One article, by Elia Leibowitz (in Hebrew, not yet available in English), only slightly touches on Benvenisti's assertions, arguing that actions such as the recognition of Ariel College as a university, the concensus among Israelis about Ariel remaining part of Israel and the left-wing belief in binationalism - all these share a fatalistic view, that there are things that cannot be undone; that Israel can't do a thing to change the future. Leibowitz calls upon Israel to start building other kinds of facts on the ground, such as a massive highway that will connect Gaza to the West Bank.
The second article, by Alexander Yakobson (Hebrew and English), is entirely a rebuttal of Benvenisti. I agree with it completely.
A binational state? Here?
By Alexander Yakobson
Since the division of the land into two viable states is no longer possible, there is no choice - for anyone who believes in equality - but to support a democratic binational state from the Mediterranean Sea to the Jordan River, claims Meron Benvenisti (Haaretz, January 22).
In my opinion, exactly the opposite is true: Since it is clear that the state Benvenisti recommends instead of Israel will not be a binational democracy, anyone who believes in equality (as opposed to someone who believes in the need to surrender to Arab nationalism) must adhere to the principle of two states for two peoples. This solution is definitely possible if both sides really want it. Yes, the Palestinian side too, whose contribution to the present situation Benvenisti is careful to not examine.
The "one state" under discussion would be a state with a solid Arab-Muslim majority (which would quickly be created by taking advantage of the right of return) in the heart of the Arab-Muslim world. To believe that this state would really be binational you have to assume that the Arab-Palestinian people would agree, over the long haul, to be the only Arab people whose state would not have a clearly Arab character and would not be officially defined as an Arab state or as part of the Arab world.
One has to assume that Fatah and Hamas would agree to this concession - which no Arab people has made for the benefit of the region's indigenous minorities - for the benefit of the Zionist "foreign implant," whose very presence in the region is considered a colonialist invasion.
To understand how absurd this scenario is, there isn't even any need to ask tough questions about democracy and the attitude toward minorities in the Arab world and Palestinian society. It's enough to listen to the discourse of all the significant groups in Arab and Palestinian public opinion: Even those who declare their adherence to democracy swear allegiance to Arabism.
For a binational state to exist, it's not enough for the Jews to give up a Jewish state; the Arabs have to give up an Arab state in the Palestine that would exist after the abolition of the Zionist state. A binational state is a very rare form of government in the democratic world and is nonexistent in the Middle East. There is no reason to assume that this innovation would be introduced here for the benefit of the Zionists, of all people. And nothing written in this state's constitution would be of any use in the face of the true balance of power that would be created in and around this state. We have already seen all kinds of constitutions.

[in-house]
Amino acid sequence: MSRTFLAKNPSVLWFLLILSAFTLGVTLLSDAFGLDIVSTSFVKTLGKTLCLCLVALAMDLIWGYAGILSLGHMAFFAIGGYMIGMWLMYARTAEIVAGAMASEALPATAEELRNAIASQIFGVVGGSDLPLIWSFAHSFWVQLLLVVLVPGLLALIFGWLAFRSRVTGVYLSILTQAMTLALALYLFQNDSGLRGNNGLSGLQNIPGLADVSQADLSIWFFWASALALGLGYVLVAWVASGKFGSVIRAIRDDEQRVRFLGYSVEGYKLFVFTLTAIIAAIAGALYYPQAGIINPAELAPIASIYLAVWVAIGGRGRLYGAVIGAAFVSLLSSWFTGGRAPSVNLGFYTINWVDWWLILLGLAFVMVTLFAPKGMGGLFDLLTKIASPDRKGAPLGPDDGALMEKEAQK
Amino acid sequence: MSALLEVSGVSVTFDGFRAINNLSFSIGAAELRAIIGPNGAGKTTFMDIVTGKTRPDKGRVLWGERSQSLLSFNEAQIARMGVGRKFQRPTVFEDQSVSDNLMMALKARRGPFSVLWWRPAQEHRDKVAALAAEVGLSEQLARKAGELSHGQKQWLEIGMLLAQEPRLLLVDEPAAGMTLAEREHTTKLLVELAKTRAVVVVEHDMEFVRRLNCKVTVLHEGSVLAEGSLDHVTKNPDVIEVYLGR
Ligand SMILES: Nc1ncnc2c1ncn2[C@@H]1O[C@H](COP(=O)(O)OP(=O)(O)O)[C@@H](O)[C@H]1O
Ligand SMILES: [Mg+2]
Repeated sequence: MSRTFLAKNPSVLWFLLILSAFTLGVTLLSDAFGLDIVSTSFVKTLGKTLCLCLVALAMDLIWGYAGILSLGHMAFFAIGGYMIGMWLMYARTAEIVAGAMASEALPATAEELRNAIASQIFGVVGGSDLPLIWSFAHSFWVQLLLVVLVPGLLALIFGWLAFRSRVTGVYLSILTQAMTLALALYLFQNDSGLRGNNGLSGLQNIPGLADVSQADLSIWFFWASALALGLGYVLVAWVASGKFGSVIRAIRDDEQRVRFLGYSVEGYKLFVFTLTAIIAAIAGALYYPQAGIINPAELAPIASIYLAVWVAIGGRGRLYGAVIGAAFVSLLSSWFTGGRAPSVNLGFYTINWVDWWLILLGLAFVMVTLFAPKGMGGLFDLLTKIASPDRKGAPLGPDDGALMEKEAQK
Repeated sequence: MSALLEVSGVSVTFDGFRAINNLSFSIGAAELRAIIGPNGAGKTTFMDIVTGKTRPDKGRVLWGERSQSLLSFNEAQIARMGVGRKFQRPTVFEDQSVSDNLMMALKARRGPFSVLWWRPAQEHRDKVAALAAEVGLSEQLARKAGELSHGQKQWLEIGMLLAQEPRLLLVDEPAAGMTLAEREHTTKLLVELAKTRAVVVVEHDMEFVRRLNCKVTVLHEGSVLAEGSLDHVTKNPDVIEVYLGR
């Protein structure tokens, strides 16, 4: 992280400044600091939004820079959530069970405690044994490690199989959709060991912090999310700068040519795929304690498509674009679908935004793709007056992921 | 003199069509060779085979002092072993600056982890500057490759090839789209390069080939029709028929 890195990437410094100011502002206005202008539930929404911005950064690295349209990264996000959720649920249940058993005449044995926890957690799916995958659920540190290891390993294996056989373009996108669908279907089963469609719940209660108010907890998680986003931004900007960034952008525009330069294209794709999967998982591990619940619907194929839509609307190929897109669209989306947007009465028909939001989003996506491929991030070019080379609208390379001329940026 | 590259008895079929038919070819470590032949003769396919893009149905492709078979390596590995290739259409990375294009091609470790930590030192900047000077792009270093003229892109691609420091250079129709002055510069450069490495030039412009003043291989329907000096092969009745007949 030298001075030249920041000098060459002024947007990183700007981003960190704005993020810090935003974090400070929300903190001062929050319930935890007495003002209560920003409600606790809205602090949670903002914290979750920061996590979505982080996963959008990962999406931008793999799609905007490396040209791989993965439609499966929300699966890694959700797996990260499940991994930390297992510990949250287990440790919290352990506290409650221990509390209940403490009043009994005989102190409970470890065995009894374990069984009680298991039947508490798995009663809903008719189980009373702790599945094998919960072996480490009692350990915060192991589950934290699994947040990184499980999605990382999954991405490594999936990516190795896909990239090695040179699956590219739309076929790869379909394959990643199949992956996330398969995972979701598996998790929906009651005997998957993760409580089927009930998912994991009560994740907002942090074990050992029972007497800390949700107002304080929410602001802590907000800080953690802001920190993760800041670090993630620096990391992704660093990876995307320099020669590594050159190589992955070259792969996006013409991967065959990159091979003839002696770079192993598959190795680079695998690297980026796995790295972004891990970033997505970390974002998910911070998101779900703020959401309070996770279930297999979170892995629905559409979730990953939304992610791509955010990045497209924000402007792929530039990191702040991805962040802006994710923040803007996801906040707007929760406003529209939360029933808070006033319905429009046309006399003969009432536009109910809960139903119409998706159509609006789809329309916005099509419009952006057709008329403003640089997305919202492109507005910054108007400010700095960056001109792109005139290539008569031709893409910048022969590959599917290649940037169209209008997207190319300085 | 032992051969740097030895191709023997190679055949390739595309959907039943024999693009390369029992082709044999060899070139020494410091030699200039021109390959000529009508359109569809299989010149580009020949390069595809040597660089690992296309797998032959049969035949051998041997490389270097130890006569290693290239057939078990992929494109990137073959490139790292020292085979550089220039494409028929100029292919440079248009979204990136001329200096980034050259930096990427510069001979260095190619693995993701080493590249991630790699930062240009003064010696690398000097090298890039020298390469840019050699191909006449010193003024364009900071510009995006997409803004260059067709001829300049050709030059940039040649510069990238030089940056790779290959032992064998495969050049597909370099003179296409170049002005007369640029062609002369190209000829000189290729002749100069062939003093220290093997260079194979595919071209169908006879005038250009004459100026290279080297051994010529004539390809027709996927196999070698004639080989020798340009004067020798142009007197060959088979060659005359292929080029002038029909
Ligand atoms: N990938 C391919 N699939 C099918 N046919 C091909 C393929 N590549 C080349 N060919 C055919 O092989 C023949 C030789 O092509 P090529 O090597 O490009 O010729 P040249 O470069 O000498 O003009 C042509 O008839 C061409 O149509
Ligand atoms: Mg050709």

Nobody has yet suggested a reasonable, egalitarian and non-chauvinistic answer to the question of why the Jewish people's desire for national independence is less legitimate than other nations' aspirations for independence. But regardless of the ideological debate on this matter, the alternative to a Jewish state, as suggested by Benvenisti, is simply non-existent. Even someone who has no interest in Jewish nationalism or in any nationalism has to be aware (if one is honest with oneself) that under the current conditions, the continued existence of the State of Israel - with all its numerous shortcomings and tremendous advantages - is the way to guarantee maximum freedom and equality and the maximum well-being for the maximum number of people. We are not referring only to the good of the state's Jewish citizens. In effect, Benvenisti is suggesting that we do to all the Arabs in Israel something that horrifies the residents of Umm al-Fahm when it is suggested in regard to them: imposing Palestinian rule on them.
The claim that the settlements have made the occupation irreversible and that there is no escaping a binational state is based entirely on the assumption that a Jewish minority cannot exist in a Palestinian Arab state. After all, the Palestinians have no demographic problem - they are assured a large Arab majority in their state, even if the settlers, or at least some of them, remain under its sovereignty.
Why doesn't Benvenisti suggest such a solution? Apparently he does not have much confidence in the chances of honorable coexistence between an Arab majority and a Jewish minority in one state, although in the name of this ideal he suggests abolishing the State of Israel.
And indeed, there is good reason for skepticism on this issue, in view of the sad regional experience. But if there is any chance for such coexistence, it is conditional on a Jewish state existing alongside the site where this experiment would take place. And this Jewish state must be willing to absorb any Jew whose life on the outside becomes impossible (as happened to Jews all over the Arab world).
The solution is therefore a division into two states, based on the principle that a Jewish minority can exist in the Palestinian state - a principle that will do away with the landmine of the irreversibility of the occupation, which the settlement enterprise wanted to plant before both peoples.